|Oregon State Bar Bulletin JULY 2009|
By Carol DeHaven Skerjanec
I just finished an exciting four-year term on the OSB Board of Governors representing Region 1. The region, which takes in nearly the entire eastern two-thirds of Oregon, is filled with wonderful attorneys from varying backgrounds and interests. It is sometimes thought of as the “Red” part of the state, while the remaining one-third is thought of as “Blue.” If only compartmentalizing people, especially lawyers, were so easy. It certainly isn’t justified.
Before I joined the Board of Governors, I was cautioned by a number of well-meaning lawyers that my time on the board would be fraught with difficulties, a real uphill climb. It would be necessary for me to be on my guard, to present the minority view. But, I wondered, what was that view?
What I’ve come to learn is that there are more common thoughts, concerns and issues of importance between the east side and the west side of our professional organization than most people would like to admit. Perpetuating the myth of the differences seems to be of some importance to a number of people. Isn’t it easier to dismiss a thought or a position by simply saying, “Oh, that’s just a Portlander’s view,” or a “Willamette Valley idea,” than to take the time to hear what’s being said and see if it really fits into what your own views might be? How many times is something brushed aside because “it’s a rural, country-boy response.” East vs. West, Rural vs. Urban, Sun vs. Rain.
Of course, over the last four years there were unintended slights that would crop up every now and then. Once, a presentation was made at a board retreat wherein the presenter portrayed rural attorneys in an unflattering manner. It was an unfortunate slip of character for this attorney, an insensitive and unnecessary depiction, one I should have called him on, but did not. What it meant to me was that continuing the myth of this Grand Canyon divide between rural and urban lawyers was important to some and meaningless to others. And yet, for some, it can rise to the surface without a conscious intent. We must guard against this divisive attitude in our own actions.
All of the members of the Oregon State Bar have passed through the gauntlet of admission to the profession. We’ve earned our stripes. The mission of the bar applies equally to all of us. “The mission of the Oregon State Bar is to serve justice by promoting respect for the rule of law, by improving the quality of legal services and by increasing access to justice.” (Oregon State Bar Bylaws, Article 1, Section 1.2.) Focusing on respect for the rule of law should not be a divisive proposition.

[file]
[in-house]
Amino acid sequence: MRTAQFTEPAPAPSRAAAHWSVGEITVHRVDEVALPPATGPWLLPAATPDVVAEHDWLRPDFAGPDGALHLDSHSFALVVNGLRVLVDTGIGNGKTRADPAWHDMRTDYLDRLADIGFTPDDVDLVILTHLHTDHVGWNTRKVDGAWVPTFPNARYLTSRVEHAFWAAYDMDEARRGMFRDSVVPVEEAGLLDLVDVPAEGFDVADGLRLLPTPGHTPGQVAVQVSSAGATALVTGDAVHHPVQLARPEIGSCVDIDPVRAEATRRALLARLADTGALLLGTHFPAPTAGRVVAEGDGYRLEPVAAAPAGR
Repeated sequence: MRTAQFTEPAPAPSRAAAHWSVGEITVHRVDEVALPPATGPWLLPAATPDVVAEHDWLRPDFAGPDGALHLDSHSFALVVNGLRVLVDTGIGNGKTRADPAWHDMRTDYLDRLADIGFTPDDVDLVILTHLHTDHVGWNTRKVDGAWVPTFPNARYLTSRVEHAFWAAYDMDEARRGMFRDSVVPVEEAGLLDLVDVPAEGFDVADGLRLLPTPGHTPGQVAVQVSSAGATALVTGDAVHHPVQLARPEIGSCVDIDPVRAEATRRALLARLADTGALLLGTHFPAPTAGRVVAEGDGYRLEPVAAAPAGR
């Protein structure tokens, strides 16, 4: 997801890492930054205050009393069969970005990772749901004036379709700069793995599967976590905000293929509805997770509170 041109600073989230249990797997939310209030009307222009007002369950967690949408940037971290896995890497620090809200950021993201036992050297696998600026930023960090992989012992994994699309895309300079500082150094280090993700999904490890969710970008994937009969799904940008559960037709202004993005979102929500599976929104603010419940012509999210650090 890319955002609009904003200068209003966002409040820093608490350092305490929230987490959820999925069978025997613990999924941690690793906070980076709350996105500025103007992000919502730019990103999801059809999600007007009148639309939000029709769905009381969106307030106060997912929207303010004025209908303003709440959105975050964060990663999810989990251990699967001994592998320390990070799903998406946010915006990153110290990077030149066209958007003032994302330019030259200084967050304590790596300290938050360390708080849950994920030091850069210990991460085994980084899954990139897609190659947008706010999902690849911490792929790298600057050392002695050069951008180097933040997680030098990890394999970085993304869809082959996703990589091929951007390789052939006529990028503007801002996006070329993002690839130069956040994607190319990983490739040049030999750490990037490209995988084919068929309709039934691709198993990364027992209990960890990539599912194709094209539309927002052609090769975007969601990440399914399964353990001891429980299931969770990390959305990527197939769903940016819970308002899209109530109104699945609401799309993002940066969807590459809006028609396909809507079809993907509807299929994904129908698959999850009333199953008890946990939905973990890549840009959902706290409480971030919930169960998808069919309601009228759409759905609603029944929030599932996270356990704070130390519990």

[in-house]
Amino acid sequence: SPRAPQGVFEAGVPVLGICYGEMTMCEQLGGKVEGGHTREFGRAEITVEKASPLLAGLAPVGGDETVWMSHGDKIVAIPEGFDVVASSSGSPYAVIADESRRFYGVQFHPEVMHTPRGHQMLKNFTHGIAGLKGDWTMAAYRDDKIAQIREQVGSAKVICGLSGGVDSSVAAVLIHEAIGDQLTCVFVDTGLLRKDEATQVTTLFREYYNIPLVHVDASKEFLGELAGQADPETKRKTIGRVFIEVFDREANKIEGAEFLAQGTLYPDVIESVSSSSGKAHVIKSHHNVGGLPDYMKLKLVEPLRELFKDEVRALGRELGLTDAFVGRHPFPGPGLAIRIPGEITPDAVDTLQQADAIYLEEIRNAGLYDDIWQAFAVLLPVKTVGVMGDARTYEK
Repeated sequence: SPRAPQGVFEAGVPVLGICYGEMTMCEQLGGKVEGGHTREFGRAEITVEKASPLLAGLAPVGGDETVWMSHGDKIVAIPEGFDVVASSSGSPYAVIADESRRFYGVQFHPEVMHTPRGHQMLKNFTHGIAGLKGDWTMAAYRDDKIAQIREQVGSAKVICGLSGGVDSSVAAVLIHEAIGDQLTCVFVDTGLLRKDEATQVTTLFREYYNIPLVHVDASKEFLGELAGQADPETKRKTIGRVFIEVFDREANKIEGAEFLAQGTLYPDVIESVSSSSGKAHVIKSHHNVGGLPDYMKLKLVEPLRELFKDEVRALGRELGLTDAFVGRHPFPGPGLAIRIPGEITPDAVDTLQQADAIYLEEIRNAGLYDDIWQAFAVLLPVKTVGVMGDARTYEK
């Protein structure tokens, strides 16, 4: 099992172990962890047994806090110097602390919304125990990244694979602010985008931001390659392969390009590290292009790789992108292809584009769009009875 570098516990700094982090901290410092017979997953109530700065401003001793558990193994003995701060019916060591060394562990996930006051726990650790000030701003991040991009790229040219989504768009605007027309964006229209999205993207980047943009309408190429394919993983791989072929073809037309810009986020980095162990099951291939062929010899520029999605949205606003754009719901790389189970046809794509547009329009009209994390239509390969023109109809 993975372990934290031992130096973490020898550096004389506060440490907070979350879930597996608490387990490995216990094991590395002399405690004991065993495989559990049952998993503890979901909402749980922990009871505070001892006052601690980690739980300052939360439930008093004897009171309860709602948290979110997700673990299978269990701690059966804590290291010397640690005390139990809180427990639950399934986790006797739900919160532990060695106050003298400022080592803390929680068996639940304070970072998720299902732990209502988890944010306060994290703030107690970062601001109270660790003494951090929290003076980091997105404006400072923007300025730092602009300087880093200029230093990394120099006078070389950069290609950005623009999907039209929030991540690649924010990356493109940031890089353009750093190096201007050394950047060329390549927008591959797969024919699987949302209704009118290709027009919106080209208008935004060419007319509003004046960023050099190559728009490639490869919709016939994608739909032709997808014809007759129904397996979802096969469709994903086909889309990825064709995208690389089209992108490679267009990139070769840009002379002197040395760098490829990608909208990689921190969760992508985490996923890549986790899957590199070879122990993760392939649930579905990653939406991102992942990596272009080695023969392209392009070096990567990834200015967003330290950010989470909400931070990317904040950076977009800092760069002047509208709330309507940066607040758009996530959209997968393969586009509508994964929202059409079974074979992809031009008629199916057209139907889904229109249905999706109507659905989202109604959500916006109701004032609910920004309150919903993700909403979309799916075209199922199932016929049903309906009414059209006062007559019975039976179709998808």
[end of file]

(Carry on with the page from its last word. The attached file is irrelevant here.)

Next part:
During my tenure on the board, different views arose as to how to “promote respect for the rule of law.” These differences did not arise because it was an East view versus a West view. They arose because of the different backgrounds and experiences each of us brought to the table. We each expressed our views openly and without reservation. Each was met with respect and consideration. Decisions are made by the vote of the majority on the board, and I was often not a part of the majority. But in the end, respect for the rule of law was observed. In unison, we moved forward.
I have also learned that the quality of legal services can be high on both sides of our state. That quality occurs when it is backed by an attitude of professionalism. My personal observation of professionalism tells me that it simply depends on the character of the individual you are working with, not on where he or she practices law. In a recent case I represented the plaintiff in a property damage matter. Two “Western Oregon” attorneys from different firms represented the two defendants. One attorney was professional and courteous to work with, while the other one walked the fine line between misrepresentation and withholding information. One earned my respect, the other did not. I doubt that the second attorney is concerned about my view because it is unlikely we will be on opposite sides of another case anytime soon, if ever. However, in less populated areas, attorneys are likely to run into each other again and again in different contexts, and as a result there is less likely to be unprofessional or discourteous actions as it can make life very difficult down the road.
My time on the Board of Governors was challenging, enlightening and wonderful. I’ve made friendships that I believe will last a lifetime. The view from this side of my rose-colored glasses now is one of hope for less divisive attitudes. I hope for a future in which Oregon lawyers don’t begin their communication with other lawyers by categorizing them as Red or Blue, East or West, Rural or Urban. It’s a bad position from which to begin… anything.
ABOUT THE AUTHOR
Carol DeHaven Skerjanec is a sole practitioner in Vale. She served on the OSB Board of Governors from 2005 to 2008.
© 2009 Carol DeHaven Skerjanec